What Does A Flight Attendant Do?
"I have always dreamed of traveling to new places and I figured a career as a flight stewardess would give me the chance to do so for free. I’ve only traveled by plane once in my life so I’m afraid my exposure to the work of flight attendants is quite limited. As far as I can remember, the flight stewardess only served us drinks on that trip. Is that all that they do? What does a flight attendant do?"
asked by Joni M. from South Bend, Indiana
Serving passengers in-flight drinks and meals is not the only role of flight attendants, although it is one of the most visible aspects of their job. They do a lot of other things to ensure that the passengers of the airline are not only comfortable but safe as well.
Before the aircraft even takes off, the work of flight attendants already begins. They need to be present at a preflight briefing to make sure that they are knowledgeable of the flight details. In this meeting, the pilot will provide them with information on evacuation procedures, weather conditions and flight duration. If there are special concerns and instructions about the flight, these are also given at this time.
Flight attendants also see to it that the supply of food and refreshments for the flight are sufficient. It is also their duty to ensure that the emergency equipment on board the plane is in good condition. They are also responsible for keeping the cabin clean for the passengers.
When passengers start boarding the plane, the role of flight attendants switches to that of customer service. They greet passengers and point them to their seats. If there are disabled passengers that need assistance, they provide this as well. Before the flight, they also show passengers how to fasten seatbelts, use safety equipment and follow emergency procedures in the event that the plane encounters trouble sometime in the flight. They then check that all passengers follow all federal and company regulations by making sure that everyone has fastened their seatbelts and all seats are locked upright. It is also their responsibility to see that all carry-on luggages are properly stowed.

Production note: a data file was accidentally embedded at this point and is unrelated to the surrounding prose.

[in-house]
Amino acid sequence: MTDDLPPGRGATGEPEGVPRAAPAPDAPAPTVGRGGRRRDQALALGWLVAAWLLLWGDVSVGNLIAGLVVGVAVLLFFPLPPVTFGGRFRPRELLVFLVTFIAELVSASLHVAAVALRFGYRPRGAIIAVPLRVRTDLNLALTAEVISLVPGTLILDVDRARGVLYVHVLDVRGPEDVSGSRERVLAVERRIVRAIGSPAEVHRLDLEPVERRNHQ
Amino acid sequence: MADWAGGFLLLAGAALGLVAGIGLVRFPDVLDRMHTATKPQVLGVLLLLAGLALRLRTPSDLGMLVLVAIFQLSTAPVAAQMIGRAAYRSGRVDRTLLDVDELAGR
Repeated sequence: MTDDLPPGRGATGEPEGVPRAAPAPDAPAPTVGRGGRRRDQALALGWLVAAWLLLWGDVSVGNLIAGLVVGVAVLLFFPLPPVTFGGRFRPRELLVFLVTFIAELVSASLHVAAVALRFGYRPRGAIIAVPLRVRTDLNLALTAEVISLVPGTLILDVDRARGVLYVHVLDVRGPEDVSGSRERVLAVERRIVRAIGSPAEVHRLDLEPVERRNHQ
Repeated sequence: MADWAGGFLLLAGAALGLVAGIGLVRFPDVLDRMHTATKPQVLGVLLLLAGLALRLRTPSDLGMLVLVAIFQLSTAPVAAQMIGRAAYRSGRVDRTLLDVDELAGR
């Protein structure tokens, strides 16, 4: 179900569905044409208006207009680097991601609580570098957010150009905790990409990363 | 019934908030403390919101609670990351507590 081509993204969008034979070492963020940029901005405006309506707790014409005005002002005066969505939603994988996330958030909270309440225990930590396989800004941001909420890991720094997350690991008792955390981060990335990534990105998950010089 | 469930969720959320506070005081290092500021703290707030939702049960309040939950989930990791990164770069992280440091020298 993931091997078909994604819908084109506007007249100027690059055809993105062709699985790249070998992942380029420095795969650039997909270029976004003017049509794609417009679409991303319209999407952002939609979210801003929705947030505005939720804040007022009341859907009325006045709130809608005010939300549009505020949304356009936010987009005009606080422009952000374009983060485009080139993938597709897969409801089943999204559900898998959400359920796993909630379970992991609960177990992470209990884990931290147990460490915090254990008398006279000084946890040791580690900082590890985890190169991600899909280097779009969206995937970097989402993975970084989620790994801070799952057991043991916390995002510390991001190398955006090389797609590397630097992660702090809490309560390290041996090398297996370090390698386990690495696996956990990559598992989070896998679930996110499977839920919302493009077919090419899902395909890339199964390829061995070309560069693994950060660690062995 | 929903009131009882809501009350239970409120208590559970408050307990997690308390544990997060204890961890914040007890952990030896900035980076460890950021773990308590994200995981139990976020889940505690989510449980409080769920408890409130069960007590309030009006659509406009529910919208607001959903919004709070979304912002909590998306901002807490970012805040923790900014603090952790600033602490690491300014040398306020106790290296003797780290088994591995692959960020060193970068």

While the plane is in transit, flight attendants then serve the meals and refreshments. In some flights, the food is sold so flight attendants are also tasked with selling these goodies. They also maintain calm in the aircraft during a rough and bumpy flight by reassuring passengers when the plane hits an air pocket and experience turbulence. In the event that someone gets injured during the flight, they provide first aid or organize first aid efforts, such as by asking if there is a doctor or an experienced first-aider on board.
The most difficult part of the work of a flight attendant is when an emergency occurs while the plane is in the sky. Treating injured passengers is just one of these, dealing with rowdy or unruly passengers is another. Terrorist hijacking of the plane is also a possibility. But the most dangerous part is when technical issues beset the plane that an emergency landing becomes a real possibility. They have to exhibit quick thinking to ensure that everyone follows directions even as they take into consideration their own safety as well. While all too real, these incidents are thankfully rare.
Before the plane reaches its final destination, they repeat the same procedures before the plane took off by checking that all passengers have their seatbelts on, seats are locked upright and carry-on baggage are correctly stowed. Their job does not also end when the plane lands as they will have to inventory the headsets and supplies. They also provide reports to the company office detailing the cabin’s condition and medical issues that happened during the flight.